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Thinking in Web 2.0: Sixteen Ways With apologies to Bruce Eckel, I sat down this afternoon and put together a draft list of the first-order elements of Web 2.0 thinking.  It's not that I have the hubris to consider this list official in any way but it should be a serviceable starting point for debate, discourse, and reference.  I'd also like to give credit to Jeremy Zawodny for his write-up pointing me to Tom Coat's excellent presentation notes from his Future of Web Apps talk which partially inspired this effort.  I think both of them have really solid source material.  But they still don't quite capture a complete high-level picture of the ingredients, forces, and decisions that have to go into thinking about, using, and building complete Web 2.0 software experiences. That simple fact is that creating software of any kind is hard work.  And creating good software is... (more)

Fueling the Next-Generation Web Keynote Live from AJAXWorld

Behind the smoke and mirrors of the Internet's infrastructure, behind its "green curtain," what is really going on? In a world where millions of new users join the network every week, are we dealing with a revolution or evolution? These and other questions are addressed by Robert Brewin in his keynote address. You'll hear about the emergence of the interactive Web experience and how it has driven technological change across all Web applications.  He provides a peek at the evolution of the rich connected client experience and a glimpse into what’s required in future networks... (more)

Rich Internet Applications vs AJAX: "2008 Will Be A Crucial Year"

While AJAX, as XML co-inventor Tim Bray puts it, "tries to do everything in the browser using just what the browser ships with," RIA frameworks like Adobe AIR, Microsoft Silverlight, and JavaFX aim to take developers beyond the limitations of the browser. "I'm not brave enough to predict who wins," Bray noted in a SYS-CON.com feature earlier in the year, "but I do predict that 2008 will be a crucial year; either RIAs enter the mainstream, or they start to smell like a red herring left in the sun." Bray's predictions came in the feature "Where's AJAX, SOA and Virtualization Headed... (more)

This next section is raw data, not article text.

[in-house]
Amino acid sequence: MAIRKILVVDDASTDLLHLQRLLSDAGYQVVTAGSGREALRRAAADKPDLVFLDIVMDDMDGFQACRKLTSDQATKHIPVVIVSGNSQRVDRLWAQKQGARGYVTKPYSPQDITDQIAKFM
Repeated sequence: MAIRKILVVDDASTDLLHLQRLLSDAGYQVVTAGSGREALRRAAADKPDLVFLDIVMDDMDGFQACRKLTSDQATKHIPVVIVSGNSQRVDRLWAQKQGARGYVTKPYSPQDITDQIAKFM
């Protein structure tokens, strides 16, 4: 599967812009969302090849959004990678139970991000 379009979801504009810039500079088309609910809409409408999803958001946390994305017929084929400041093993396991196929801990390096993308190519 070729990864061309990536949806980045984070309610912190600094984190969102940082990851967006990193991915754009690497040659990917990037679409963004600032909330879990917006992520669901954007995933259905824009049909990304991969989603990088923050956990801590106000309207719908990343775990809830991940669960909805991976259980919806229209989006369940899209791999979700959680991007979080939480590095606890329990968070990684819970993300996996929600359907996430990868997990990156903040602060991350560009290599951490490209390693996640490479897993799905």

The AJAX Year In Review

Ajax has been the other big software story of 2005, along with Web 2.0.  An optional ingredient to Web 2.0 software, Ajax has changed the perception of Web-based software as being horribly clunky, page-oriented, and boring when compared to native computer applications.  Ajax describes a set of techniques that makes Web software quite the opposite.  A quick visit to Google Maps and its live scrollable map tiles or NetVibes and its drag-and-drop reorganization of your personal data both show how potent and compelling Ajax techniques really are. I originally covered the current stat... (more)

Web 2.0 and the Five Walls of Confusion

Web 2.0 and the Five Walls of Confusion I was reading the coverage of MashupCamp on Tech.Memeorandum today and I came across Adam Greene's coverage of one of the sessions.  He was complaining a bit about the cognitive dissonance he was encountering trying to comprehend the data flows in Edgeio, Michael Arrington's prominently covered new Web 2.0 startup.  Specifically, his concern was that the average person would almost never be able to sort out what was really happening, even though Edgeio is specifically designed for the "blog garden" of relatively average users. Unfortunately, ... (more)